‘Military Wives’ Is Nearly Kitsch Perfect

by Warren Cantrell on May 22, 2020

in Print Reviews,Reviews

[Rating: Minor Rock Fist Up]

A feel-good story based on real events and people, Military Wives is often breezy, sometimes poignant, and rarely offensive. It’s Pitch Perfect meets Renaissance Man, and while this incarnation doesn’t have the catchy pop sensibilities of the former, or the Danny DeVito of the latter, it does alright for itself and tells its story well.

Set about ten years ago at the Flitcroft military base in England, the film opens with the soldiers there preparing to leave for deployment in Afghanistan. The spouses of these men and women all do their best to keep a stiff upper lip as they prepare their households for the departures, but it is clearly an emotional time for everyone. The colonel at the head of the deployment is married to Kate (Kristin Scott Thomas), who has taken it upon herself to lead the women on base through the ordeal just as her husband will for the men in the desert. Yet this role is traditionally the responsibility of the unit’s sergeant major, whose wife, Lisa (Sharon Horgan), takes a hands-off, laid back approach to things.

While Lisa and the other wives are content to focus their energies on kids and the occasional wine party, empty-nester Kate insists that they keep busy with something to maintain morale. Pushing her way to the front of the social circle to have her voice heard, just as she does at the base PX or guard house, Kate compels the women to form a choir. The wives comply, yet only begin to show enthusiasm for the project when Lisa injects some levity and more modern music into their rehearsals.

As Military Wives moves into its second act, the choir begins to find their voice as the push and pull between the more insouciant and easy-going Lisa and the serious-minded Kate plays out. Both Horgan and Thomas do excellent work with the well-written and fleshed out characters the script gives to them, and never fall into tropes or archetypes as a means to keep the tension between them heightened. Kate’s backstory with her husband and adult son is portioned out well throughout the narrative and serves as a realistic counterpoint to Lisa’s home life. And while a subplot about Lisa’s teenage daughter and her growing connection to Kate gets a payoff near the end, it is one of the few components of script that does not entirely work for the two leads.  

The other wives in the choir don’t get the same attention or character work, and the film does suffer a bit for that. There is an inevitable casualty during deployment at one point, yet the soldier’s widow, while indeed part of the choir, is such an empty vessel of a character that the emotional impact of the tragedy doesn’t really register. Other wives exist in the script as little more than comic relief, or in the case of the Jess character (Gaby French), as the requisite amazing voice trapped inside an insecure personality.  

It’s kitschy and predictable and manipulative and yet despite all of that it’s hard not to enjoy. Director Peter Catteneo, who also helmed believe-in-yourself music-minded fluff like The Full Monty, Lucky Break, and The Rocker, knows who to position these characters for a rousing finale, and which songs to play along the way to keep the audience’s toes tapping. Although the side characters don’t get much of a story or an emotional payoff, Kate and Lisa absolutely do, and the confrontation between the pair that everyone knows is coming lands amazingly well because of it.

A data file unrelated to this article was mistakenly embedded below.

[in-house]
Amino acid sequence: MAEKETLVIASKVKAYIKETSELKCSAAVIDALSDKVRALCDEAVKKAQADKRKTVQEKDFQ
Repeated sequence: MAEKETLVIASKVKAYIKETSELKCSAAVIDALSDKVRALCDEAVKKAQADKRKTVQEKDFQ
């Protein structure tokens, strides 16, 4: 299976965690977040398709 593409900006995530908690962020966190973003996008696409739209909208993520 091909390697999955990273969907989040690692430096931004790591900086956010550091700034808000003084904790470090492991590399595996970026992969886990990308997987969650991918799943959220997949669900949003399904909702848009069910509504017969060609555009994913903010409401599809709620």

Jason Flemyng pops into a few scenes to do some great work as a captain of Flitcroft, who is minding the base during the deployment, and is one of the choir’s most enthusiastic supporters. India Ria Amarteifio also does well with the handful of scenes she gets as Lisa’s rebellious daughter, who is a little too smart for her own good, yet not nearly as clever as she thinks she is. It would have been nice to see more of these two, however, along with the other wives in the choir, who again, don’t get very much attention in the script.

Still, it works. The arc is predictable, sure, and the crass manipulation of using “Don’t You Want Me” by Human League as the song that gets the choir going is as naked as a newborn, but hey, it’s a fun song and this is a fun movie. Thomas and Horgan lift the whole effort with their performances, and the lived-in rivalry/friendship that develops between them works well enough to plug most of the other gaps in the script. The story is breezy, and even though there’s strangely almost no discussion about the U.K. government’s involvement in a very unpopular war, it never feels out of place or deliberately dismissive of such concerns. Opening today, Military Wives might not be unique or particularly exciting, but it will be waiting with open arms whenever one finds their way home to it.

“Obvious Child” is the debut novel of Warren Cantrell, a film and music critic based out of Seattle, Washington. Mr. Cantrell has covered the Sundance and Seattle International Film Festivals, and provides regular dispatches for Scene-Stealers and The Playlist. Warren holds a B.A. and M.A. in History, and his hobbies include bourbon drinking, novel writing, and full-contact kickboxing.

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